Permanent magnets are very important for technologies of the future like electromobility and renewable energy, and rare earth elements (REE) are necessary for their manufacture. The Fraunhofer Institute for Mechanics of Materials IWM in Freiburg, Germany, has now succeeded in identifying promising approaches and materials for new permanent magnets through use of an in-house simulation process based on high-throughput screening (HTS). The team was able to improve magnetic properties this way and at the same time replaced REE with elements that are less expensive and readily available. The results were published in the online technical journal “Scientific Reports”.

The starting point for IWM researchers Wolfgang Körner, Georg Krugel, and Christian Elsässer was a neodymium-iron-nitrogen compound based on a type of...

Im Focus: Atomic precision: technologies for the next-but-one generation of microchips

In the Beyond EUV project, the Fraunhofer Institutes for Laser Technology ILT in Aachen and for Applied Optics and Precision Engineering IOF in Jena are developing key technologies for the manufacture of a new generation of microchips using EUV radiation at a wavelength of 6.7 nm. The resulting structures are barely thicker than single atoms, and they make it possible to produce extremely integrated circuits for such items as wearables or mind-controlled prosthetic limbs.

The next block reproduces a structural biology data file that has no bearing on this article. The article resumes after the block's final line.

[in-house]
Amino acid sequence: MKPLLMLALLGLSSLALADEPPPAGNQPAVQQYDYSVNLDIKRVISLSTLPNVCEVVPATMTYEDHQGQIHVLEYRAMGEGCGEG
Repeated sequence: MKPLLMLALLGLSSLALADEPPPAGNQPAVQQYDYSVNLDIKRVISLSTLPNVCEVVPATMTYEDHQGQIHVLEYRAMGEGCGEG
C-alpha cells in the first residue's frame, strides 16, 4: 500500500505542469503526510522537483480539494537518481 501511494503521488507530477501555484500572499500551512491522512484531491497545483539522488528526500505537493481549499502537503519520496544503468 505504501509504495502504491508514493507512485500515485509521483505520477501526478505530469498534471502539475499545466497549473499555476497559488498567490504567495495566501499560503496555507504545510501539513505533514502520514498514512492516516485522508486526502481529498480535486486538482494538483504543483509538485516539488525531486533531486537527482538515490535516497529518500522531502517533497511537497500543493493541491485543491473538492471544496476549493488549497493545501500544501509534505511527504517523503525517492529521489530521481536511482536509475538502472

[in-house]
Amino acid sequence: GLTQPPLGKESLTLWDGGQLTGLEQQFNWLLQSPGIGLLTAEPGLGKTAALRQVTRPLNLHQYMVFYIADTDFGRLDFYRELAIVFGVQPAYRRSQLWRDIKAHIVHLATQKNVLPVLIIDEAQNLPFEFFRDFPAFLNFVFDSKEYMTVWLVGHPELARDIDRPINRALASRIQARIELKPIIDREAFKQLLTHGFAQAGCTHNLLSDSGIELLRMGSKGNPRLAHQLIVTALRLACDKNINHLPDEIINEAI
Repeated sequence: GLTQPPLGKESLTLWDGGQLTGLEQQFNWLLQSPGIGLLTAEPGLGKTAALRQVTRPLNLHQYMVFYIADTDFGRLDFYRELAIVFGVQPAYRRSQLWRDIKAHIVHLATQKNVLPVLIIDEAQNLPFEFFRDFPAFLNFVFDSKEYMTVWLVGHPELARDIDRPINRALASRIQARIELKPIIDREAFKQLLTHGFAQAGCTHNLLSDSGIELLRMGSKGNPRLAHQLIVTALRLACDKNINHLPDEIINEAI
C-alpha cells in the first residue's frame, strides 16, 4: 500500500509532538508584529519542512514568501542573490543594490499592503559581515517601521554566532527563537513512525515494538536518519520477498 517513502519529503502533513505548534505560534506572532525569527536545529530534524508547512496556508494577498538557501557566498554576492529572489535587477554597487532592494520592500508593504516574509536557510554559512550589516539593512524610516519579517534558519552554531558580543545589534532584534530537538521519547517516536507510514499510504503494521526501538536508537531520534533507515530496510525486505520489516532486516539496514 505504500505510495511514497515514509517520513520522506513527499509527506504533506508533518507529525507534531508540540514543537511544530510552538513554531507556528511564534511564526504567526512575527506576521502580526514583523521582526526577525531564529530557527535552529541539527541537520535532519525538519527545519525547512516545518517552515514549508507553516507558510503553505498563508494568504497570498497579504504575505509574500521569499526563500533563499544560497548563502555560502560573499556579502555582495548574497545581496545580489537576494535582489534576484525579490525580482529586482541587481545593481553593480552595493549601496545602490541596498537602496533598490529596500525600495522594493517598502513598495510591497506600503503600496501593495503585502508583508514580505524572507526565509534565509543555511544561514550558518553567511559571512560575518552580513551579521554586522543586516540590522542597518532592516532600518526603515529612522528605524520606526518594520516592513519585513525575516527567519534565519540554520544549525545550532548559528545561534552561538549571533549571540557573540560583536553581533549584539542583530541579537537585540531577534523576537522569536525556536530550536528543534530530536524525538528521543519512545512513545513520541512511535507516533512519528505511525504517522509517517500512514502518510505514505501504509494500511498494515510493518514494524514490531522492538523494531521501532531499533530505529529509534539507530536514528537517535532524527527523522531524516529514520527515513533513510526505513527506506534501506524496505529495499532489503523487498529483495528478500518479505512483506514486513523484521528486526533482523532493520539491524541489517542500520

In 1965 Gordon Moore formulated the law that came to be named after him, which states that the complexity of integrated circuits doubles every one to two...

Im Focus: Researchers demonstrate size quantization of Dirac fermions in graphene

Characterization of high-quality material reveals important details relevant to next generation nanoelectronic devices

Quantum mechanics is the field of physics governing the behavior of things on atomic scales, where things work very differently from our everyday world.

Im Focus: Graphene: A quantum of current

When current comes in discrete packages: Viennese scientists unravel the quantum properties of the carbon material graphene

In 2010 the Nobel Prize in physics was awarded for the discovery of the exceptional material graphene, which consists of a single layer of carbon atoms...

All Focus news of the innovation-report >>>

Anzeige

Anzeige

Event News

Networking 4.0: International Laser Technology Congress AKL’16 Shows New Ways of Cooperations

24.05.2016 | Event News

Challenges of rural labor markets

20.05.2016 | Event News

International expert meeting “Health Business Connect” in France

19.05.2016 | Event News

 
Latest News

11 million Euros for research into magnetic field sensors for medical diagnostics

27.05.2016 | Awards Funding

Fungi – a promising source of chemical diversity

27.05.2016 | Life Sciences

New Model of T Cell Activation

27.05.2016 | Life Sciences

VideoLinks
B2B-VideoLinks
More VideoLinks >>>